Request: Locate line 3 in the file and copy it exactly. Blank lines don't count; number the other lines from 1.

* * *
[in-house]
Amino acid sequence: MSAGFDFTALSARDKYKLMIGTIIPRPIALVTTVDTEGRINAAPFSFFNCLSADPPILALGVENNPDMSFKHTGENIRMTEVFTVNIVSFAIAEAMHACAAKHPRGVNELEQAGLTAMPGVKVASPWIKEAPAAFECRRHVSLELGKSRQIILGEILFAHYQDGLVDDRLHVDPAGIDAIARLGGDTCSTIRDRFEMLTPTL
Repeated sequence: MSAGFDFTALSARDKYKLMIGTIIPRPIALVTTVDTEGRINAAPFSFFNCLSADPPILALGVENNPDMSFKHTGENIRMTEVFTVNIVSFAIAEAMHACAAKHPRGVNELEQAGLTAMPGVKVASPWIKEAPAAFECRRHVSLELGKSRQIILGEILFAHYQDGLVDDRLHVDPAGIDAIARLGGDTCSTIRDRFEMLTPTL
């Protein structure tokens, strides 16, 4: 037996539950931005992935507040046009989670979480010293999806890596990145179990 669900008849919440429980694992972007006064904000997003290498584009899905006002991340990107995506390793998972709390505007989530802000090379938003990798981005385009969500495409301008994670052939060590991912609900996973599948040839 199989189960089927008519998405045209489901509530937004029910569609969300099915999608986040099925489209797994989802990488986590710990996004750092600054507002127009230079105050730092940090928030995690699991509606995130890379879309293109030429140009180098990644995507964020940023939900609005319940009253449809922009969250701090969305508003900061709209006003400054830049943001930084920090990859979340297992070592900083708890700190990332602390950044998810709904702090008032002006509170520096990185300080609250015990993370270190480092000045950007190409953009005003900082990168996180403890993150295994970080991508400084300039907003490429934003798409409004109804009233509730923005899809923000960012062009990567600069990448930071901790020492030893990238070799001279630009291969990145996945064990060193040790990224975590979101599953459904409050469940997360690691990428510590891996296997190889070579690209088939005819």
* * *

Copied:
Repeated sequence: MSAGFDFTALSARDKYKLMIGTIIPRPIALVTTVDTEGRINAAPFSFFNCLSADPPILALGVENNPDMSFKHTGENIRMTEVFTVNIVSFAIAEAMHACAAKHPRGVNELEQAGLTAMPGVKVASPWIKEAPAAFECRRHVSLELGKSRQIILGEILFAHYQDGLVDDRLHVDPAGIDAIARLGGDTCSTIRDRFEMLTPTL